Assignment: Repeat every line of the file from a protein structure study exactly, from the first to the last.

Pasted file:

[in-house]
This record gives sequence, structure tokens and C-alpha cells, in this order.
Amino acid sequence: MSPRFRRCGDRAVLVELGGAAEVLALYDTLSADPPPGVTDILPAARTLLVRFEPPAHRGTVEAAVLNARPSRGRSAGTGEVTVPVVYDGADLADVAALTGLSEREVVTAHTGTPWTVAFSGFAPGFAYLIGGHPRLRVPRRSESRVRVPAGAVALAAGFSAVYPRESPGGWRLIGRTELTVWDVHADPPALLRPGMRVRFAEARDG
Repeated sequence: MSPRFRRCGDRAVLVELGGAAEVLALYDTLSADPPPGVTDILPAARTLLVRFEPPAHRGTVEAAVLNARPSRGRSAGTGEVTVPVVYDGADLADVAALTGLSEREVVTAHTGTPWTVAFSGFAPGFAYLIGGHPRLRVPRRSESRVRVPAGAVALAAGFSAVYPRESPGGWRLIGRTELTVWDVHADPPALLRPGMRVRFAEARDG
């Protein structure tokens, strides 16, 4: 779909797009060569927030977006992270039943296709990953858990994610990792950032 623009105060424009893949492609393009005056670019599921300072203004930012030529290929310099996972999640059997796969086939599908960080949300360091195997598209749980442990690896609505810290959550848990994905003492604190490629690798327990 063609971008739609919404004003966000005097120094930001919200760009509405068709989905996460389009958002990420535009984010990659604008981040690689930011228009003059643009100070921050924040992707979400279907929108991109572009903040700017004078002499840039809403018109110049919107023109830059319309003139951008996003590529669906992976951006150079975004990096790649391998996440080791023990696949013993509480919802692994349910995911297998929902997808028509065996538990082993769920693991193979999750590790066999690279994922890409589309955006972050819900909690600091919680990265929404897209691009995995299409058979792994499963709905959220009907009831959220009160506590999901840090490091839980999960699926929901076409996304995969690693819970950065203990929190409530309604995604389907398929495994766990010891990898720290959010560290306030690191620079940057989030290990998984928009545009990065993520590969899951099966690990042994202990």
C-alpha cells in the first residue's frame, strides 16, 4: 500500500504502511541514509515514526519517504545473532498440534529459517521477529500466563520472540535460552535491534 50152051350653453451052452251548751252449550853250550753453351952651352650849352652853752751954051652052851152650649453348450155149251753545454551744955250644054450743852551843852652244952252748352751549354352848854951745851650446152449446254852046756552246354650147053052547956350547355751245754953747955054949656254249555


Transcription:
[in-house]
This record gives sequence, structure tokens and C-alpha cells, in this order.
Amino acid sequence: MSPRFRRCGDRAVLVELGGAAEVLALYDTLSADPPPGVTDILPAARTLLVRFEPPAHRGTVEAAVLNARPSRGRSAGTGEVTVPVVYDGADLADVAALTGLSEREVVTAHTGTPWTVAFSGFAPGFAYLIGGHPRLRVPRRSESRVRVPAGAVALAAGFSAVYPRESPGGWRLIGRTELTVWDVHADPPALLRPGMRVRFAEARDG
Repeated sequence: MSPRFRRCGDRAVLVELGGAAEVLALYDTLSADPPPGVTDILPAARTLLVRFEPPAHRGTVEAAVLNARPSRGRSAGTGEVTVPVVYDGADLADVAALTGLSEREVVTAHTGTPWTVAFSGFAPGFAYLIGGHPRLRVPRRSESRVRVPAGAVALAAGFSAVYPRESPGGWRLIGRTELTVWDVHADPPALLRPGMRVRFAEARDG
């Protein structure tokens, strides 16, 4: 779909797009060569927030977006992270039943296709990953858990994610990792950032 623009105060424009893949492609393009005056670019599921300072203004930012030529290929310099996972999640059997796969086939599908960080949300360091195997598209749980442990690896609505810290959550848990994905003492604190490629690798327990 063609971008739609919404004003966000005097120094930001919200760009509405068709989905996460389009958002990420535009984010990659604008981040690689930011228009003059643009100070921050924040992707979400279907929108991109572009903040700017004078002499840039809403018109110049919107023109830059319309003139951008996003590529669906992976951006150079975004990096790649391998996440080791023990696949013993509480919802692994349910995911297998929902997808028509065996538990082993769920693991193979999750590790066999690279994922890409589309955006972050819900909690600091919680990265929404897209691009995995299409058979792994499963709905959220009907009831959220009160506590999901840090490091839980999960699926929901076409996304995969690693819970950065203990929190409530309604995604389907398929495994766990010891990898720290959010560290306030690191620079940057989030290990998984928009545009990065993520590969899951099966690990042994202990």
C-alpha cells in the first residue's frame, strides 16, 4: 500500500504502511541514509515514526519517504545473532498440534529459517521477529500466563520472540535460552535491534 50152051350653453451052452251548751252449550853250550753453351952651352650849352652853752751954051652052851152650649453348450155149251753545454551744955250644054450743852551843852652244952252748352751549354352848854951745851650446152449446254852046756552246354650147053052547956350547355751245754953747955054949656254249555